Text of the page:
(Washington, DC; August 16, 2017) – Mariyasuresh Easwary, a leading Tamil activist who has been campaigning against enforced disappearances in the North-East was assaulted by two men in Mullaithivu on August 14, 2017. Ms. Easwary, whose husband was disappeared by the Sri Lankan military in 2009, was travelling alone at around 8pm last night when two men approached her on a motorbike and assaulted her. They threatened her and demanded that she abandon her campaign to account for disappeared Tamils, before slapping and groping her. The men believed that the other families of the disappeared would stop protesting if she stopped her activism. The protests, which have continued nonstop for over 150 days in Mullaithivu, demand answers about the whereabouts and fates of those taken into state custody and remain a sore point for the government.
PEARL strongly condemns Monday’s assault in strongest terms and calls for an immediate independent investigation into this crime. Ms. Easwary’s work has been instrumental in highlighting the continuous suffering of the families of the disappeared in the Mullaithivu district. Her targeting is, sadly, no shock in light of months of surveillance of the protests in Mullaithivu. The families of the disappeared, who have sat outside the District Secretariat since March, have previously complained of state surveillance and harassment. This is a disturbing pattern that has characterized all protests related to enforced disappearances and is clearly designed to have a threatening effect on these lawful demonstrations. Despite repeated complaints by the families, the government has not acted to halt its surveillance activities. Their inaction indicates their unwillingness or inability to stop such surveillance and harassment—which are equally troubling possibilities for Tamils living against the backdrop of a significant security presence.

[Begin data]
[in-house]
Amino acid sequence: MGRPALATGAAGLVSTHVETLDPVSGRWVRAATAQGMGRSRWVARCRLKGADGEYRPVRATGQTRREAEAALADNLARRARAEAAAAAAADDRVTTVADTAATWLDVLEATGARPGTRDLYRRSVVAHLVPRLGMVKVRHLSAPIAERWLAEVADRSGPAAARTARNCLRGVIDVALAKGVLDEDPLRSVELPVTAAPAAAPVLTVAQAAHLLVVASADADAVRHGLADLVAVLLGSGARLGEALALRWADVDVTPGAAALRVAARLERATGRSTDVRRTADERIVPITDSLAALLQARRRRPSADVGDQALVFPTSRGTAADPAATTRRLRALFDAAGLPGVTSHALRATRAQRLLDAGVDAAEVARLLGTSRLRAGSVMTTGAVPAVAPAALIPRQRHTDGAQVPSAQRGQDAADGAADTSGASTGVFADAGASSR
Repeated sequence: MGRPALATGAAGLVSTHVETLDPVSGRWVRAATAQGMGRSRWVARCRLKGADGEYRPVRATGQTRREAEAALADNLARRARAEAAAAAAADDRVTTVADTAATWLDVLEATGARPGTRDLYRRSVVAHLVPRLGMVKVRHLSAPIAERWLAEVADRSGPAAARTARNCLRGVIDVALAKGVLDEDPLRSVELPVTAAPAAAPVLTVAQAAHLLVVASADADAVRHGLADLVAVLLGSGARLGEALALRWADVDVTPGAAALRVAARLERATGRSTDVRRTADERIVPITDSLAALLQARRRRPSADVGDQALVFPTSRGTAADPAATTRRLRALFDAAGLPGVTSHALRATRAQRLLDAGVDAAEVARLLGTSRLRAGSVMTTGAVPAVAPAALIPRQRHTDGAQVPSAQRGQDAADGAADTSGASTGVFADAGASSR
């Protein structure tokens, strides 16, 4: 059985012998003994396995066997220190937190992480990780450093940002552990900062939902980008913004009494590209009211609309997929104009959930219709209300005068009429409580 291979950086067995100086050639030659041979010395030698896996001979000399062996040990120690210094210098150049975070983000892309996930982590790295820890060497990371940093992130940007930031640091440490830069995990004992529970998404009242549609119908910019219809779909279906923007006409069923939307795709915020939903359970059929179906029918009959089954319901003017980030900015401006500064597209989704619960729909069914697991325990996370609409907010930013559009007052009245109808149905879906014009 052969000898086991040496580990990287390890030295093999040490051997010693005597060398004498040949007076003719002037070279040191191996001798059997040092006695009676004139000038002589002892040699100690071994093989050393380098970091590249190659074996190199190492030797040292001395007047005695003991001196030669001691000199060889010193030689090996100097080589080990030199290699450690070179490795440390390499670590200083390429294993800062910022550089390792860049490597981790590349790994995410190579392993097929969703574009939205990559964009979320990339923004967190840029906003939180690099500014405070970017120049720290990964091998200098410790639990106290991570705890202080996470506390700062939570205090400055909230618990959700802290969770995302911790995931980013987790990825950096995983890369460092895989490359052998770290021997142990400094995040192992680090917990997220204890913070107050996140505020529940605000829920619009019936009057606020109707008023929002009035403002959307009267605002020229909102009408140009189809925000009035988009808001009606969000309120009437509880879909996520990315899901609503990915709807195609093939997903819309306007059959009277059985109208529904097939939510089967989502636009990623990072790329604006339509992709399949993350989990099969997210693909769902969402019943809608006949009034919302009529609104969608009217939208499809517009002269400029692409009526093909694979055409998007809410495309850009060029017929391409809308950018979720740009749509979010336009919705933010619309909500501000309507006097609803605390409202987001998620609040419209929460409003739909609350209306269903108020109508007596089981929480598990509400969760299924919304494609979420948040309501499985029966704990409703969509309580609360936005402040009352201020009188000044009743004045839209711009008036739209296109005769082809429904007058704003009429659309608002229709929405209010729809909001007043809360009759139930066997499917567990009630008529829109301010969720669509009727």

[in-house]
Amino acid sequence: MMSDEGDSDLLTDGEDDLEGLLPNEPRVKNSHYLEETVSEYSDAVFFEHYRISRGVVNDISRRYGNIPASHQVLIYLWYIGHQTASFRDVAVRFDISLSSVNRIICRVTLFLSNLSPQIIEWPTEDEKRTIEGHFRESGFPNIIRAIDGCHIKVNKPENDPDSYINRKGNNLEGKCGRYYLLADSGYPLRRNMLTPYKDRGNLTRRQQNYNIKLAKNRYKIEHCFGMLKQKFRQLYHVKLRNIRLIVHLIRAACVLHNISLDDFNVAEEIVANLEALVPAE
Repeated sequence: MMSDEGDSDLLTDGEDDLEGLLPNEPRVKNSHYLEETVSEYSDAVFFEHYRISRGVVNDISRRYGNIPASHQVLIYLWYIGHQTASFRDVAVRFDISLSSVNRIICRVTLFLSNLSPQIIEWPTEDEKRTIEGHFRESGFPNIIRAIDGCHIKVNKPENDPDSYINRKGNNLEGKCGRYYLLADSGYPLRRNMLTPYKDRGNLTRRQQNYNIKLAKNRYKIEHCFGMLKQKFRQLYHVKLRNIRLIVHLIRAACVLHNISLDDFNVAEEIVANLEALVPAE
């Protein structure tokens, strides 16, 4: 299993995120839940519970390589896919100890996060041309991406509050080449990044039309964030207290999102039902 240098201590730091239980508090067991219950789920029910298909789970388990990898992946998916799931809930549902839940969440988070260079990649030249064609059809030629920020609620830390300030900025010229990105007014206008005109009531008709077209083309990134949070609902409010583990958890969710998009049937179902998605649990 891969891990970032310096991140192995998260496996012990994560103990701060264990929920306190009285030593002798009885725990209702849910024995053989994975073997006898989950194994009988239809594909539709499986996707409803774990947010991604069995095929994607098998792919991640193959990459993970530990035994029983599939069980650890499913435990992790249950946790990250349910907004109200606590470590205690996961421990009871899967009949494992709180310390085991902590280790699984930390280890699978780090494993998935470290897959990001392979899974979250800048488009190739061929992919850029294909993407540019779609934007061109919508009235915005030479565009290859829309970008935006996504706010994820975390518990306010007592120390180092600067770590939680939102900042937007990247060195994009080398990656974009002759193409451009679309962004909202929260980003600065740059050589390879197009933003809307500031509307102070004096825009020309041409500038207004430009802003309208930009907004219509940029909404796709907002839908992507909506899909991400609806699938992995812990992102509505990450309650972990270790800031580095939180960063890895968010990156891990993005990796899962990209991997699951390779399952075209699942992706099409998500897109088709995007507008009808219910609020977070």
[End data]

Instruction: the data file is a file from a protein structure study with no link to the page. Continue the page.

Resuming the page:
The latest assault is a worrying escalation of the recent increase in tensions in the North-East. The government has not addressed the rise in threatening activities by security forces since May, while judicial efforts have further stymied Tamil activism and memorialization in the past months. Tamils increasingly fear that the relative openness of the Sirisena-era, compared to the Rajapaksa-regime, is only a temporary respite, and many expect to face harsh retribution for taking advantage of the opportunity to ostensibly safely engage in political activities. History has shown the reality of this trend: many Tamils who thought they could freely protest state violence during the 2002-2006 ceasefire were killed for their activities when the war resumed. Incidents such as the attack on Ms. Easwary lend credence to the argument that Sri Lanka’s transition only happened on the surface.
PEARL urges an independent investigation to examine Ms. Easwary’s assault and hold the perpetrators accountable. We also call for an immediate halt to Sri Lanka’s surveillance and intimidation of Tamil activists, especially the families of the disappeared who are simply seeking answers about the fates of their loved ones. Finally, we ask the United States government, other international stakeholders and southern groups to join us in strongly condemning the assault and demanding an end to Sri Lanka’s use of surveillance and violence as an intimidation tactic to silence Tamil political activities.
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